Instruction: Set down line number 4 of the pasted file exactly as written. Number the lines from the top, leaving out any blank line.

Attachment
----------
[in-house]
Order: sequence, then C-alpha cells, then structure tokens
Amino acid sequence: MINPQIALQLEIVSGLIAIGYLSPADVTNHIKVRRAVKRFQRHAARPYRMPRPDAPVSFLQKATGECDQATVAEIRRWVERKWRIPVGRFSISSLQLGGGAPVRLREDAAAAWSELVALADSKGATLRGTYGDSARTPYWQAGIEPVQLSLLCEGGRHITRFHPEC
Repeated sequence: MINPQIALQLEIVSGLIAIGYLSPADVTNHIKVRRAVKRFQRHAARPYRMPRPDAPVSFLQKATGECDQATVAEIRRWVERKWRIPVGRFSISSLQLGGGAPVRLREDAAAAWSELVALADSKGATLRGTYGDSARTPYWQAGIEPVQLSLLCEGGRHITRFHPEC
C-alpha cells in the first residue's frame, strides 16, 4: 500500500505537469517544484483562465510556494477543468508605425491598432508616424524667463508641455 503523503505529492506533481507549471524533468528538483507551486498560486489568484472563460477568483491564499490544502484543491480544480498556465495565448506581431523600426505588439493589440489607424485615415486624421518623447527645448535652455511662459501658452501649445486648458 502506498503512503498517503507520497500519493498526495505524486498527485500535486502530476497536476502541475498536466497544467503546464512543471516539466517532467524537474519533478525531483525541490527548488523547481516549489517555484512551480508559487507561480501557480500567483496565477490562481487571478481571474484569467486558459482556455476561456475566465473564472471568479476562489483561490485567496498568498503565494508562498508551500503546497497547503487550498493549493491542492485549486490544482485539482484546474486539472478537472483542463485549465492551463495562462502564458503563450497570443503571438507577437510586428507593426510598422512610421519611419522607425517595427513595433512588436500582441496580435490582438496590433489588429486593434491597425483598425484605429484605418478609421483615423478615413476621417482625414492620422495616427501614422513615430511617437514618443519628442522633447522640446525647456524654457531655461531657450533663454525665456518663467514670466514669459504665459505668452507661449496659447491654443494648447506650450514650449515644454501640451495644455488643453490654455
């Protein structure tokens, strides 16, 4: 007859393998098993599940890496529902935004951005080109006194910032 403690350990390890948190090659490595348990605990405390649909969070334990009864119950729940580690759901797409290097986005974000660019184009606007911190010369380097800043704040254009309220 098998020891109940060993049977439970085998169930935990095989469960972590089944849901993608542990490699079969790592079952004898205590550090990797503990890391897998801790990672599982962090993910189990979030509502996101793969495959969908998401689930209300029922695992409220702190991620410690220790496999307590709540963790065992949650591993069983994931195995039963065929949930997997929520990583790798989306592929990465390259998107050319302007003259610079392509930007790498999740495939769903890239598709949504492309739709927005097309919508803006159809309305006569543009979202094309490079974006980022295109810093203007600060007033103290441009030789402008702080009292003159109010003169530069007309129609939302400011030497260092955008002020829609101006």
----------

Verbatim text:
Repeated sequence: MINPQIALQLEIVSGLIAIGYLSPADVTNHIKVRRAVKRFQRHAARPYRMPRPDAPVSFLQKATGECDQATVAEIRRWVERKWRIPVGRFSISSLQLGGGAPVRLREDAAAAWSELVALADSKGATLRGTYGDSARTPYWQAGIEPVQLSLLCEGGRHITRFHPEC